Sunday, May 29, 2011

People & Privilege (aka Day 1)

So I am about to begin this CCELD conference and I am jacking their free wireless connection. Technically today is Day 1 of the conference, but my adventure started yesterday when I began my travels. Yesterday I traveled from Winnipeg to Toronto to Ottawa to Gatineau. In traveling by myself, I did a lot of people-watching. I really enjoy people watching at home in Winnipeg. It is nice to see people I can relate to and try to guess what kind of journey they are on and try to guess what we may have in common.

Privilege

The one thing that I noticed about the airport people in Winnipeg, Toronto AND Ottawa is that they are very...privileged. They seemed very...untouched by the struggles of poverty...at least on the surface and in the way they carried themselves. I am an eavesdropper, and these folks were talking about 'last week in London...' and complaining about how they had better service at some other airport, and even speaking in a tone of voice that implies they are entitled to even more service than what they are receiving. This attitude of entitlement is way too overwhelming for me, which is probably why I spent most of that trip in silence and didn't want to smile at people and didn't want to engage in conversation. This privilege (to me) almost seems like a sickness. A blindness where people are unable to appreciate the gifts they have received and an almost deliberate ignorance of the struggles of those around them. I hope I am never that privileged.

People

I think that when we go places, we never really go by ourselves. All of those privileged folks have families and backgrounds and experiences that I cannot pretend to know. As such, I should not judge these people, just because they have lived a more privileged life than myself. What I can do to help, is be honest about the people that I carry with me in my journey. I carry the North End of Winnipeg with me when I go places and every young person that I have come to know and love, and I take very seriously the job that I have to REPRESENT when I am out in the world. I want to make sure that I act with Respect and Humility and remind those around me that when we roll, we roll with Love. I represent my home community of Shamattawa, and indeed our entire vast beautiful province of Manitoba. I will try my best to share the amazingness that has been shared with me by the people in my life. I will take all of you with me and share all that I have with those that I encounter. I do this, so that my example can be shared with young ones, the next generation, and the next group of inner city ghetto children that go traveling abroad, represntin' internationally.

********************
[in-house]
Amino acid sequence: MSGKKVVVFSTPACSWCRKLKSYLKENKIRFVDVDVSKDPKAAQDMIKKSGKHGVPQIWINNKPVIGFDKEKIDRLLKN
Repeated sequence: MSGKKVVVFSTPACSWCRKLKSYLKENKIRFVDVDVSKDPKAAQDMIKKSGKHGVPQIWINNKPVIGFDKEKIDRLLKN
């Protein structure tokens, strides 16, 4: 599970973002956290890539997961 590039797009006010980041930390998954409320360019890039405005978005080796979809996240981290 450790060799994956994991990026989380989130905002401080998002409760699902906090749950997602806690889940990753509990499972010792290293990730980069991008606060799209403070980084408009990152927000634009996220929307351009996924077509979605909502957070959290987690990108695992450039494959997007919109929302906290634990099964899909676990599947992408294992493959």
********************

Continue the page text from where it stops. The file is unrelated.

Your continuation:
Antidote

This generosity and sharing is the antidote for the illness of privilege. It is ok to have fancy things, like a fancy hotel, or a fancy trip, but those experiences are not yours to keep. The are your memories, and your moments, but they must be captured in some way, in ashareable format that will benefit others in your community. When we share these things we are able to cure greed, and set an example to those that do have privilege, what they should be doing with it.

Love & Respect

MC

PS. This beautiful Algonquin woman just gave a beautiful opening prayer for the conference, and brought tears to my eyes. Our medicine wheel, and our people are so beautiful and so strong.

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North End MC

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Winnipeg, Manitoba, Canada
Representin the North End of Winnipeg since 1987. I will share my journey tryna set an example and live a proud Cree life. I'll include my challenges and feelings and progress in terms of AYO! Aboriginal Youth Opportunities. You(th) are the reason.

Tetris